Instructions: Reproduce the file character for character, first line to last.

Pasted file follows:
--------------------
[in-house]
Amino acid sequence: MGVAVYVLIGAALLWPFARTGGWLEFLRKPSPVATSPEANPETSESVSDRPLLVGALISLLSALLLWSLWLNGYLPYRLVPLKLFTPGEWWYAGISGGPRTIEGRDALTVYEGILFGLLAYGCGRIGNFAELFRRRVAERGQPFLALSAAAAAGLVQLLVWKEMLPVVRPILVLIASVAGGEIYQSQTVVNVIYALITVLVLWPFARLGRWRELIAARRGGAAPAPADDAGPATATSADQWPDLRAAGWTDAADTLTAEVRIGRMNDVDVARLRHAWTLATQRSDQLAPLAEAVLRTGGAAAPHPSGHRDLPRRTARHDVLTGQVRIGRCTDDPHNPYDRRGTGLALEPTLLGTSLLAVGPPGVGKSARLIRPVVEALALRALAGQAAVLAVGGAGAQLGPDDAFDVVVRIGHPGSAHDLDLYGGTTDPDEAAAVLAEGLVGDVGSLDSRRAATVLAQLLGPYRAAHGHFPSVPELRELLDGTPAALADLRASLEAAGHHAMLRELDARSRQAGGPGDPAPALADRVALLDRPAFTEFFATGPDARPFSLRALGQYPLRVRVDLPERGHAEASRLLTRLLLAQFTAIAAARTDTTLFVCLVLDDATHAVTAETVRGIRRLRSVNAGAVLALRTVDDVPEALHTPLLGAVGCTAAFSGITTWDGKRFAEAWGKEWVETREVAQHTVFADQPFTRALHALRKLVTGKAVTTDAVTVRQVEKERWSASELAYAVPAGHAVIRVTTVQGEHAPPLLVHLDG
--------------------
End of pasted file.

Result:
[in-house]
Amino acid sequence: MGVAVYVLIGAALLWPFARTGGWLEFLRKPSPVATSPEANPETSESVSDRPLLVGALISLLSALLLWSLWLNGYLPYRLVPLKLFTPGEWWYAGISGGPRTIEGRDALTVYEGILFGLLAYGCGRIGNFAELFRRRVAERGQPFLALSAAAAAGLVQLLVWKEMLPVVRPILVLIASVAGGEIYQSQTVVNVIYALITVLVLWPFARLGRWRELIAARRGGAAPAPADDAGPATATSADQWPDLRAAGWTDAADTLTAEVRIGRMNDVDVARLRHAWTLATQRSDQLAPLAEAVLRTGGAAAPHPSGHRDLPRRTARHDVLTGQVRIGRCTDDPHNPYDRRGTGLALEPTLLGTSLLAVGPPGVGKSARLIRPVVEALALRALAGQAAVLAVGGAGAQLGPDDAFDVVVRIGHPGSAHDLDLYGGTTDPDEAAAVLAEGLVGDVGSLDSRRAATVLAQLLGPYRAAHGHFPSVPELRELLDGTPAALADLRASLEAAGHHAMLRELDARSRQAGGPGDPAPALADRVALLDRPAFTEFFATGPDARPFSLRALGQYPLRVRVDLPERGHAEASRLLTRLLLAQFTAIAAARTDTTLFVCLVLDDATHAVTAETVRGIRRLRSVNAGAVLALRTVDDVPEALHTPLLGAVGCTAAFSGITTWDGKRFAEAWGKEWVETREVAQHTVFADQPFTRALHALRKLVTGKAVTTDAVTVRQVEKERWSASELAYAVPAGHAVIRVTTVQGEHAPPLLVHLDG